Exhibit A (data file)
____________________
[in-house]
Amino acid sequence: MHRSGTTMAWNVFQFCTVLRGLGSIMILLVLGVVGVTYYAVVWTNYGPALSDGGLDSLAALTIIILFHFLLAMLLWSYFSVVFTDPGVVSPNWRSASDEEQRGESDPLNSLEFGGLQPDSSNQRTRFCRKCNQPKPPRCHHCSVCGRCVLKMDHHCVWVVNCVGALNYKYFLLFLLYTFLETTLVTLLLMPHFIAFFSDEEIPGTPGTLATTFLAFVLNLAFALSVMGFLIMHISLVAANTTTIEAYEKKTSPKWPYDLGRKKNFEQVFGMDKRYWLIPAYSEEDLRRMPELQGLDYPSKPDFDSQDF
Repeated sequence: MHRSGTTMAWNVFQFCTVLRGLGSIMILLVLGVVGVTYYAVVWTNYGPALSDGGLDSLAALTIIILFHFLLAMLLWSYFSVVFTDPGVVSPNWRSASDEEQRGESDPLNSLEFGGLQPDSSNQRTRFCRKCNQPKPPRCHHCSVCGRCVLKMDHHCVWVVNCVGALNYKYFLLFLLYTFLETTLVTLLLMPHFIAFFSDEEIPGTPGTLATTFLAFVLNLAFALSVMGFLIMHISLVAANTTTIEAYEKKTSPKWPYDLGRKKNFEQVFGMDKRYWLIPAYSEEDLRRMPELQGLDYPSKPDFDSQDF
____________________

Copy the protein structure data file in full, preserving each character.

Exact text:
[in-house]
Amino acid sequence: MHRSGTTMAWNVFQFCTVLRGLGSIMILLVLGVVGVTYYAVVWTNYGPALSDGGLDSLAALTIIILFHFLLAMLLWSYFSVVFTDPGVVSPNWRSASDEEQRGESDPLNSLEFGGLQPDSSNQRTRFCRKCNQPKPPRCHHCSVCGRCVLKMDHHCVWVVNCVGALNYKYFLLFLLYTFLETTLVTLLLMPHFIAFFSDEEIPGTPGTLATTFLAFVLNLAFALSVMGFLIMHISLVAANTTTIEAYEKKTSPKWPYDLGRKKNFEQVFGMDKRYWLIPAYSEEDLRRMPELQGLDYPSKPDFDSQDF
Repeated sequence: MHRSGTTMAWNVFQFCTVLRGLGSIMILLVLGVVGVTYYAVVWTNYGPALSDGGLDSLAALTIIILFHFLLAMLLWSYFSVVFTDPGVVSPNWRSASDEEQRGESDPLNSLEFGGLQPDSSNQRTRFCRKCNQPKPPRCHHCSVCGRCVLKMDHHCVWVVNCVGALNYKYFLLFLLYTFLETTLVTLLLMPHFIAFFSDEEIPGTPGTLATTFLAFVLNLAFALSVMGFLIMHISLVAANTTTIEAYEKKTSPKWPYDLGRKKNFEQVFGMDKRYWLIPAYSEEDLRRMPELQGLDYPSKPDFDSQDF